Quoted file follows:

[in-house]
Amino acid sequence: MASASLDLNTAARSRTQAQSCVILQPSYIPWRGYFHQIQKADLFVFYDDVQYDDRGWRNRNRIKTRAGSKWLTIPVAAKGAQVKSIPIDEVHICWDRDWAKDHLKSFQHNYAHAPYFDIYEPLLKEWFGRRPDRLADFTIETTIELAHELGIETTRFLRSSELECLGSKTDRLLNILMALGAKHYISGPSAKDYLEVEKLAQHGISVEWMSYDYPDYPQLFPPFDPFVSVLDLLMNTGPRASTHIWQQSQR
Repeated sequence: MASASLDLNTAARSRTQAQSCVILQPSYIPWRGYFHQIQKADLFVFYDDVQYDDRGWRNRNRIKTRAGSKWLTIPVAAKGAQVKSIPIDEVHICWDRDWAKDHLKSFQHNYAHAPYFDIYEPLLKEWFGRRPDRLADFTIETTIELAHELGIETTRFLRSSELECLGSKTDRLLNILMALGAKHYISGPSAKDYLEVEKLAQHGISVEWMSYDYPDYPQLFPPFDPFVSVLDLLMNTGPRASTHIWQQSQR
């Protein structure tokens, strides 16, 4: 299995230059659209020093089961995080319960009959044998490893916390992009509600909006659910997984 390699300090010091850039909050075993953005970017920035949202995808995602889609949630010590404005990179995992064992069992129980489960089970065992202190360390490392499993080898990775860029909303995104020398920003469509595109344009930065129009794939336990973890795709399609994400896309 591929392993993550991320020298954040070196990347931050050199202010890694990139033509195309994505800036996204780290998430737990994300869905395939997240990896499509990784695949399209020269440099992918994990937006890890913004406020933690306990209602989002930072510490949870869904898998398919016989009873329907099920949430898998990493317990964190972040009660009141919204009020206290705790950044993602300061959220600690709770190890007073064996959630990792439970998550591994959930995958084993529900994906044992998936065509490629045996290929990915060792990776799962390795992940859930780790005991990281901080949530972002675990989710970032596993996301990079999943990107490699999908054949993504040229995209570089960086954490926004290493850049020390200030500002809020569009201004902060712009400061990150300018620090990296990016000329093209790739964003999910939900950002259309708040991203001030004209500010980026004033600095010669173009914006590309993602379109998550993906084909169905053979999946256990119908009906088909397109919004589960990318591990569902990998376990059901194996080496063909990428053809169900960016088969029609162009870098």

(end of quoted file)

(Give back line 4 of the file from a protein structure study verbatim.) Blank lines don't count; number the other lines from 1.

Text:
């Protein structure tokens, strides 16, 4: 299995230059659209020093089961995080319960009959044998490893916390992009509600909006659910997984 390699300090010091850039909050075993953005970017920035949202995808995602889609949630010590404005990179995992064992069992129980489960089970065992202190360390490392499993080898990775860029909303995104020398920003469509595109344009930065129009794939336990973890795709399609994400896309 591929392993993550991320020298954040070196990347931050050199202010890694990139033509195309994505800036996204780290998430737990994300869905395939997240990896499509990784695949399209020269440099992918994990937006890890913004406020933690306990209602989002930072510490949870869904898998398919016989009873329907099920949430898998990493317990964190972040009660009141919204009020206290705790950044993602300061959220600690709770190890007073064996959630990792439970998550591994959930995958084993529900994906044992998936065509490629045996290929990915060792990776799962390795992940859930780790005991990281901080949530972002675990989710970032596993996301990079999943990107490699999908054949993504040229995209570089960086954490926004290493850049020390200030500002809020569009201004902060712009400061990150300018620090990296990016000329093209790739964003999910939900950002259309708040991203001030004209500010980026004033600095010669173009914006590309993602379109998550993906084909169905053979999946256990119908009906088909397109919004589960990318591990569902990998376990059901194996080496063909990428053809169900960016088969029609162009870098």